STORRS, CT — The former chairman of the University of Connecticut’s board of trustees and his wife have donated $1 million to UConn in an effort to “help students struggling from the financial impact of the coronavirus pandemic,” the UConn Foundation announced Thursday.
The from Dr. John W. Rowe and his wife, Valerie, is designed to “provide an immediate infusion of spendable cash to buoy students in the Rowe Scholars program, many of whom had lost on-campus and summer jobs and struggled to pay tuition,” UConn Foundation officials said.
The gift “doubled their scholarships” and helped with books, fees, and other pressing expenses, according to the announcement.
“I was surprised, thrilled, and grateful when I heard about it,” said Meghan Long, of Middletown, a Rowe Scholar majoring in physiology and neurobiology. Because of COVID-19, her summer internship at Hartford Hospital had been canceled, officials said. She was “scrambling” to pay for fall tuition.
The Rowe Scholars program was initiated 16 years ago. Through it, UConn “recruits underrepresented Connecticut students with high financial need into the health sciences.” The program provides scholarships and mentoring to prepare students for a broad range of health care jobs, such as, pharmacists, nurses, and physicians.
“This thoughtful gift could not come at a more critical time for these students and the University. We are so grateful to the Rowes for their generous support,” UConn President Tom Katsouleas said.
Rowe, who was the chairman of the UConn Board of Trustees from 2003 to 2009, said he still feels a strong connection to UConn and the Rowe Scholars program. He was chairman and CEO of Aetna at the time and steered the university through a “period of tremendous growth.” He oversaw the upgrade and expansion of the campus and was “instrumental in increasing student enrollment and the university’s national academic ranking.”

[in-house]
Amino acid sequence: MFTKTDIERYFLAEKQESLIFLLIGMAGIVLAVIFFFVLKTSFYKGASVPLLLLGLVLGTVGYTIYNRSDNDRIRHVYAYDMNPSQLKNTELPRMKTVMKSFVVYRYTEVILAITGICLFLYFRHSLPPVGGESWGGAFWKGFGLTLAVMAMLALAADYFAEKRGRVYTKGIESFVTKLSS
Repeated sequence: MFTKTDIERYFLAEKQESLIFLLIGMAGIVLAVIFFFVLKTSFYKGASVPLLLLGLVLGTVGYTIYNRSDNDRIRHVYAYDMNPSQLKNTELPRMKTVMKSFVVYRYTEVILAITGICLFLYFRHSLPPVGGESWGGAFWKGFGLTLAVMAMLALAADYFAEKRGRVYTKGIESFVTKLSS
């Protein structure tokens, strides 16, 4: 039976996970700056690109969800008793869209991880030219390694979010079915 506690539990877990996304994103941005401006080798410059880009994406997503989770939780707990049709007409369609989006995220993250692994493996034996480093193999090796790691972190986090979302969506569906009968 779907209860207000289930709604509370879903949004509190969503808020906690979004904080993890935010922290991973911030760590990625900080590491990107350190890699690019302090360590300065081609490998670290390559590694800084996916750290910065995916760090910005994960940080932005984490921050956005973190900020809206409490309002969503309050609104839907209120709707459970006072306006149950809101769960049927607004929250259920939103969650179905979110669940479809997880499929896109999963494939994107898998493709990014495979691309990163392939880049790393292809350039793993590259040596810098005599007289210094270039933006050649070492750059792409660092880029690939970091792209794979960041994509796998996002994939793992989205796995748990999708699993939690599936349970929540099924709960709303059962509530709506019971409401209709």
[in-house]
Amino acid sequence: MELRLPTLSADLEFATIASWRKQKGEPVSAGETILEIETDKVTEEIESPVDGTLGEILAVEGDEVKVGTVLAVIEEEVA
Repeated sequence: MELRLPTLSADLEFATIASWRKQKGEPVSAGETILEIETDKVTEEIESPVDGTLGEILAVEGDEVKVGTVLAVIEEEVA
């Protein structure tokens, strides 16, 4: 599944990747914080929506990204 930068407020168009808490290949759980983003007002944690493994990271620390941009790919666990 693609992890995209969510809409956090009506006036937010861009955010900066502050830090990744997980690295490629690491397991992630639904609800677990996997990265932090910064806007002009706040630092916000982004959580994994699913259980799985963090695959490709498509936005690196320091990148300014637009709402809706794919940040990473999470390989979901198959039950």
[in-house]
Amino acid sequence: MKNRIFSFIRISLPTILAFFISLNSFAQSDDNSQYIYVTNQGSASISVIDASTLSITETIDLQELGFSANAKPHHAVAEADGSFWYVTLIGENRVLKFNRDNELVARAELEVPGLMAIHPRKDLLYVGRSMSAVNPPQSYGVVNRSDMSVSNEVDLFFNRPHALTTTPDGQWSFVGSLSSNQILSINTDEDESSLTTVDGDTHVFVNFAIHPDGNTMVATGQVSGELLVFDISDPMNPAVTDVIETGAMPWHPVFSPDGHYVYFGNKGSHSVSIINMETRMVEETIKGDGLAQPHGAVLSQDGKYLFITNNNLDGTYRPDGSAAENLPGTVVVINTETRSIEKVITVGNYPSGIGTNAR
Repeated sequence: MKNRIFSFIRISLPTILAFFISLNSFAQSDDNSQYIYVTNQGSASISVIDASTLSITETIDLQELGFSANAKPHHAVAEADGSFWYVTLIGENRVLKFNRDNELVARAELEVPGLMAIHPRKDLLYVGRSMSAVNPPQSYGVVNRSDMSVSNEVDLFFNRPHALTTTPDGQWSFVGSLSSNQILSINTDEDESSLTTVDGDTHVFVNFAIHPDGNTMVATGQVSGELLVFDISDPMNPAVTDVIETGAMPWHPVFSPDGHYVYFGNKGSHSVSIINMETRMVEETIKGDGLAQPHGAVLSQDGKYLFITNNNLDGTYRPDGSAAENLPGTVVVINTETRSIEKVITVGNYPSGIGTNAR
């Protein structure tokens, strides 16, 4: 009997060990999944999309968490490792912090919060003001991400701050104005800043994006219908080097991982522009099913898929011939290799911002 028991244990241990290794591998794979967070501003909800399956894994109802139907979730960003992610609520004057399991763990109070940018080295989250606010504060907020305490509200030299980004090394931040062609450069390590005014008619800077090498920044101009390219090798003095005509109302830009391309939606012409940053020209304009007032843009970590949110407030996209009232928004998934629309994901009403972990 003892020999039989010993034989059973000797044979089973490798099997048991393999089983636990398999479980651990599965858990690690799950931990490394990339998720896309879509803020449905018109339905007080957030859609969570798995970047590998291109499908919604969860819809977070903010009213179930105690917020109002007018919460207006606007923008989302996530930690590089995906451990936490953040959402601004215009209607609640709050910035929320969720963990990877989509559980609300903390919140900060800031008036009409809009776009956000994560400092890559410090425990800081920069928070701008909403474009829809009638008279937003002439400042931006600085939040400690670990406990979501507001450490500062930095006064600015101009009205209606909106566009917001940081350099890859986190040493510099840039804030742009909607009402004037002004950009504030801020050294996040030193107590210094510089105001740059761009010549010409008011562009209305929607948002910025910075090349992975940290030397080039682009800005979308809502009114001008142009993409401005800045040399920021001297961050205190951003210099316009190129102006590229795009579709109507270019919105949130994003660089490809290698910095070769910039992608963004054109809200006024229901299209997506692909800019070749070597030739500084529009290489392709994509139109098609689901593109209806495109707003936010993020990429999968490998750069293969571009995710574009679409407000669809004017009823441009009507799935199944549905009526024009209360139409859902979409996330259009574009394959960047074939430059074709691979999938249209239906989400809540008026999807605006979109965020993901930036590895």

The Rowes, both academics, live in New York City. John Rowe teaches at Columbia University, where he is the Julius B. Richmond Professor of Health Policy and Aging in the School of Public Health. Valerie Rowe, who holds a doctorate degree, is a retired associate professor at Fordham University’s School of Education.
The Rowes said they hope the Rowe Scholars program helps to start closing “racial disparities” in the medical field.
“It’s nice to see the impact it’s made on them and the impact that it will make going forward as they get out in the workforce,” Valerie Rowe said. “In the long run, I think it will make a difference.”
Jennifer Lease Butts, who oversees the Rowe Scholars program as director of the Honors Program, said donations like this one help UConn attract and support top students from Connecticut.
“The Rowe Scholars program is a wonderful example of the ways support from donors helps us attract the best students to UConn,” Lease Butts said. “This program makes a huge difference for students, providing both the ability to afford college and the benefits of a community of caring and supportive peers who share a commitment to becoming a health professional.”
This article originally appeared on the Across Connecticut Patch